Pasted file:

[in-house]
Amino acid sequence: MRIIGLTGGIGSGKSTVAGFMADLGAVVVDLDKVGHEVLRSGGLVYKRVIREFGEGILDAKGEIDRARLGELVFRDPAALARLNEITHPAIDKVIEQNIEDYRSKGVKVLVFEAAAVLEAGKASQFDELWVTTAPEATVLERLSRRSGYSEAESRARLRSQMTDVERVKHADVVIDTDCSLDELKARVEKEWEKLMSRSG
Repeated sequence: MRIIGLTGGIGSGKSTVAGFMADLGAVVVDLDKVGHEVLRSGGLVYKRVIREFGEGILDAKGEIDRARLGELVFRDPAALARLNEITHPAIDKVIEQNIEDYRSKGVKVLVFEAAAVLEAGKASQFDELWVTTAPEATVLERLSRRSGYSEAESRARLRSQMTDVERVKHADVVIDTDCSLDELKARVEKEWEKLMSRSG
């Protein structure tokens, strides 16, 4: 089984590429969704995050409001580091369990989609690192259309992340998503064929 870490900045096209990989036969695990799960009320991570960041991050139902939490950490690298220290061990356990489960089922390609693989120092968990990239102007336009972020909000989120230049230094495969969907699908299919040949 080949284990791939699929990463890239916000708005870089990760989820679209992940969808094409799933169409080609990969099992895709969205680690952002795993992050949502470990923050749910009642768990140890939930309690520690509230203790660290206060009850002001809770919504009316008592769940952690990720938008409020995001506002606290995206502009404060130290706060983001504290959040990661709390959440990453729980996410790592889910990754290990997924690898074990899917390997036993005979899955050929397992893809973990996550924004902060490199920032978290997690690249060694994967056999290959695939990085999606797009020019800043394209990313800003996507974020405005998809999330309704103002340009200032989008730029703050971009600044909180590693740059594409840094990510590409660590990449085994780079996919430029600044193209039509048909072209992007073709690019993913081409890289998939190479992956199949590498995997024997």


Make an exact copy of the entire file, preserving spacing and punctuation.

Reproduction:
[in-house]
Amino acid sequence: MRIIGLTGGIGSGKSTVAGFMADLGAVVVDLDKVGHEVLRSGGLVYKRVIREFGEGILDAKGEIDRARLGELVFRDPAALARLNEITHPAIDKVIEQNIEDYRSKGVKVLVFEAAAVLEAGKASQFDELWVTTAPEATVLERLSRRSGYSEAESRARLRSQMTDVERVKHADVVIDTDCSLDELKARVEKEWEKLMSRSG
Repeated sequence: MRIIGLTGGIGSGKSTVAGFMADLGAVVVDLDKVGHEVLRSGGLVYKRVIREFGEGILDAKGEIDRARLGELVFRDPAALARLNEITHPAIDKVIEQNIEDYRSKGVKVLVFEAAAVLEAGKASQFDELWVTTAPEATVLERLSRRSGYSEAESRARLRSQMTDVERVKHADVVIDTDCSLDELKARVEKEWEKLMSRSG
């Protein structure tokens, strides 16, 4: 089984590429969704995050409001580091369990989609690192259309992340998503064929 870490900045096209990989036969695990799960009320991570960041991050139902939490950490690298220290061990356990489960089922390609693989120092968990990239102007336009972020909000989120230049230094495969969907699908299919040949 080949284990791939699929990463890239916000708005870089990760989820679209992940969808094409799933169409080609990969099992895709969205680690952002795993992050949502470990923050749910009642768990140890939930309690520690509230203790660290206060009850002001809770919504009316008592769940952690990720938008409020995001506002606290995206502009404060130290706060983001504290959040990661709390959440990453729980996410790592889910990754290990997924690898074990899917390997036993005979899955050929397992893809973990996550924004902060490199920032978290997690690249060694994967056999290959695939990085999606797009020019800043394209990313800003996507974020405005998809999330309704103002340009200032989008730029703050971009600044909180590693740059594409840094990510590409660590990449085994780079996919430029600044193209039509048909072209992007073709690019993913081409890289998939190479992956199949590498995997024997």